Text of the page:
Charity Dismisses Muslim on Christian Violence in Migrant Camps

A charity has come out against accusations of persecution of Christians in migrant homes saying that religion had nothing to do with any attacks.

The Workers’ Samaritan Federation, a charity which runs a migrant home in Berlin, has come out against a report by the Christian Open Doors foundation.

Open Doors claims that Christians in the Berlin migrant home have been the subjects of violence and threats from their Muslim counterparts, and released a report showing that 204 of the 231 migrants in the home had been attacked or threatened for religious reasons.

The Worker’s Samaritan Federation told the Frankfurter Allgemeine Sonntagszeitung (FAS) that the allegations of religious motivation were nonsense, Die Presse reports.

The charity claims that it’s not as cut and dry to find out the motivation of attacks against Christians in the home. The Managing Director of Open Doors, Markus Rode, has countered by accusing churches in Germany of covering up the extent of the violence in the migrant homes they operate.

Mr. Rode’s comments echo the allegations of Christians and Yazidis who claim that translators in migrant homes often lie or outright deny the existence of Muslim on Christian/Yazidi violence.

The Westphalia Provincial church, an evangelical protestant group, has also spoke out against Open Doors and has called the group “untrustworthy.”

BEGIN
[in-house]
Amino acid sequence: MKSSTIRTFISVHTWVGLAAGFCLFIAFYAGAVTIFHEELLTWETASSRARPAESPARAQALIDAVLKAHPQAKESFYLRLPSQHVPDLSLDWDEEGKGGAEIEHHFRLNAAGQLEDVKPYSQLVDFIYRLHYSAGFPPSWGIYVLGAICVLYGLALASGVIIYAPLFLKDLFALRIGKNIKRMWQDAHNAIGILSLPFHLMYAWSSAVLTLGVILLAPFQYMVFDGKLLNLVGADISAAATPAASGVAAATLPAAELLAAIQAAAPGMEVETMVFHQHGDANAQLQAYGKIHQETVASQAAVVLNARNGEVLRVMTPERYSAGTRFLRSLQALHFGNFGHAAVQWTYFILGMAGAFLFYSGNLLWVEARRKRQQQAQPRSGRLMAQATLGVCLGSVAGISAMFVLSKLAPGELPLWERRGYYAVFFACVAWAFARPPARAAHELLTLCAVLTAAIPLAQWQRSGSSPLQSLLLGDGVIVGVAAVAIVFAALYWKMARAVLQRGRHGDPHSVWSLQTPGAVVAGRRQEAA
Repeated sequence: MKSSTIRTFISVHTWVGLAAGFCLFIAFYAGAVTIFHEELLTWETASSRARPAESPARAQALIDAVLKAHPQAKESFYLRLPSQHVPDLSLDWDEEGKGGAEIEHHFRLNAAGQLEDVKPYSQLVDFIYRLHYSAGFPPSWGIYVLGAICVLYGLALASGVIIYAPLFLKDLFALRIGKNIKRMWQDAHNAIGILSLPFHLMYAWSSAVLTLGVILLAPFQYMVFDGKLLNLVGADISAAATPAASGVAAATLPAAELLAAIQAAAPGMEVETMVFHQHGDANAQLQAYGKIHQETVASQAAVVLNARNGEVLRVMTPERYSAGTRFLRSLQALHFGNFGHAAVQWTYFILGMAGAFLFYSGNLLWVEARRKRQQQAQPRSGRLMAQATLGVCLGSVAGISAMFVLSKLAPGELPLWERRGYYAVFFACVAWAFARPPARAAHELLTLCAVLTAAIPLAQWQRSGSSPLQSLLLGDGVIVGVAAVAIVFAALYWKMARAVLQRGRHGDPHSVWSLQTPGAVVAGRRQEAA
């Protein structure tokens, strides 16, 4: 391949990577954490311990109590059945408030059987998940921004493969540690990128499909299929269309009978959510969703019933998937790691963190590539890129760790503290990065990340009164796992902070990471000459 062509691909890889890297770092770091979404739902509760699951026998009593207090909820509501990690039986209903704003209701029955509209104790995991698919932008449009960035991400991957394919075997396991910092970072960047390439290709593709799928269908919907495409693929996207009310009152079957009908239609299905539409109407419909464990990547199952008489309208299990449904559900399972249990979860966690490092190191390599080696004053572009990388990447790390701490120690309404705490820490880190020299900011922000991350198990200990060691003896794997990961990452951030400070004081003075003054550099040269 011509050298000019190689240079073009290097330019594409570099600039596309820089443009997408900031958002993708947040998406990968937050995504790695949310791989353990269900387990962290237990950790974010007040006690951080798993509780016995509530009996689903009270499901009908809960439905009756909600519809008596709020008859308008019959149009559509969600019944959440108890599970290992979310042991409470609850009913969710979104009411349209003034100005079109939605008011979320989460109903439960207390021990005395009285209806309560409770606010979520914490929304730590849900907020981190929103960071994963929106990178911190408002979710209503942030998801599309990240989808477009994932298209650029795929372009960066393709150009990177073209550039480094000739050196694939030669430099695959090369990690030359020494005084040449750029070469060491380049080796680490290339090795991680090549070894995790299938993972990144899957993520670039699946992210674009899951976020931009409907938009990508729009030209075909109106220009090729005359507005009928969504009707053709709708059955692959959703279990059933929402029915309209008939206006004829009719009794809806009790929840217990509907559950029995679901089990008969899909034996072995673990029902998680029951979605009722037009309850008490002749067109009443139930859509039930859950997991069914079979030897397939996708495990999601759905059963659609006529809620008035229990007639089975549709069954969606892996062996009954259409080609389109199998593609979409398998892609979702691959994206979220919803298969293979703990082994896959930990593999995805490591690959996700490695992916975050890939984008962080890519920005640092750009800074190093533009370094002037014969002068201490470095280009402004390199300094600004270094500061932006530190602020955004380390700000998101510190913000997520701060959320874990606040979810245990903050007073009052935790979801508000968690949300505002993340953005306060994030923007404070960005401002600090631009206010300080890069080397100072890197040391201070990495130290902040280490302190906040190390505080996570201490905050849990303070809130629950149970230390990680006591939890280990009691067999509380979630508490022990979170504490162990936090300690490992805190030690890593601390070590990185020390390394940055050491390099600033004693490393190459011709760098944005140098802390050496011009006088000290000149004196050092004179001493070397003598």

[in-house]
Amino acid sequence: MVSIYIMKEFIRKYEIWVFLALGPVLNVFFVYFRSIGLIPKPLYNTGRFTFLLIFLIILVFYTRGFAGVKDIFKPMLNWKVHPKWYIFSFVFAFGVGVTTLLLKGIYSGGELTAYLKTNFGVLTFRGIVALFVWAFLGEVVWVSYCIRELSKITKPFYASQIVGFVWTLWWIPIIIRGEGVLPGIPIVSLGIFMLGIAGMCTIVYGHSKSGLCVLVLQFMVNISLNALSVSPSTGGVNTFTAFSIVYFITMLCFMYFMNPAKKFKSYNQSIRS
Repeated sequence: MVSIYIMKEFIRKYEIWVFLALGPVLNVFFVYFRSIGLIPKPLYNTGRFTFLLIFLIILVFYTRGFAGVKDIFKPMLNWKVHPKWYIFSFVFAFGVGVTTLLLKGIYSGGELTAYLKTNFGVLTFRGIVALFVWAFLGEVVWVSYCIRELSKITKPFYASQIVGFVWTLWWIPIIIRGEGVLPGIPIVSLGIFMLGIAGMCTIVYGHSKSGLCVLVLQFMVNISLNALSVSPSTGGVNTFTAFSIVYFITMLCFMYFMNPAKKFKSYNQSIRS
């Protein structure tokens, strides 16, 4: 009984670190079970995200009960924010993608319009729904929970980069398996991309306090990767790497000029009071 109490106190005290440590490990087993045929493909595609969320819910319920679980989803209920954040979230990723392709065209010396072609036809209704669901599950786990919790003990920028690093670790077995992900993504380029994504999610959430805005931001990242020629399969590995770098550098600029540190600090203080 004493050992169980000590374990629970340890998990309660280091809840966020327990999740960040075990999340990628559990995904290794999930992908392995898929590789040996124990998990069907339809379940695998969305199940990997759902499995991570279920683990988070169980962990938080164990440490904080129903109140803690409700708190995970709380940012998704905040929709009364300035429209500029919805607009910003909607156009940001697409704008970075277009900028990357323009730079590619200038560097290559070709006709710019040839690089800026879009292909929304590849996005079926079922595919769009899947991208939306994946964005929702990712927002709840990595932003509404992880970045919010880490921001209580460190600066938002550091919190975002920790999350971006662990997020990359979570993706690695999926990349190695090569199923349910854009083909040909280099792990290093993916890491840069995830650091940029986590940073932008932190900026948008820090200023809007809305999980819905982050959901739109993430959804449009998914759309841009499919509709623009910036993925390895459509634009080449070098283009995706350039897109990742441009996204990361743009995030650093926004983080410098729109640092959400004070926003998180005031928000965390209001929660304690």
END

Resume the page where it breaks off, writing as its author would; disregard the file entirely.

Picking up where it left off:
The church says that the group is trying to inflame anti-Islamic opinion within the Christian community and that they and their study should be “rejected.” They called the methodology used by Open Doors as “PEGIDA-reasoning,” likening them to the Dresden-based protest group who reject what they see as the Islamification of Europe.

The claims that Christians are not subject to sectarian violence, and especially new converts to Christianity from Islam, flies in the face of evidence and reports that come not only from Germany, but from countries like Austria as well.

A migrant in the Austrian capital of Vienna expressed his concern that he could be the target of Islamic retaliation for his conversion and called his new found faith a potential “death sentence,” saying he feared walking alone in certain Muslim neighbourhoods because of the risk to his safety.

The FAS and the charity do not deny that violent acts and threats are being carried out against Christians but rather question the motivation behind them.

Paul Kurt of the Central Council of Eastern Christians in Germany (ZOCD) endorsed the findings of Open Doors saying: “These are not isolated cases, I do not know any accommodations from Germisch to Hamburg where we did not come across such cases,” adding: “I’ve seen families who have returned voluntarily” to their home countries “because of threats.”


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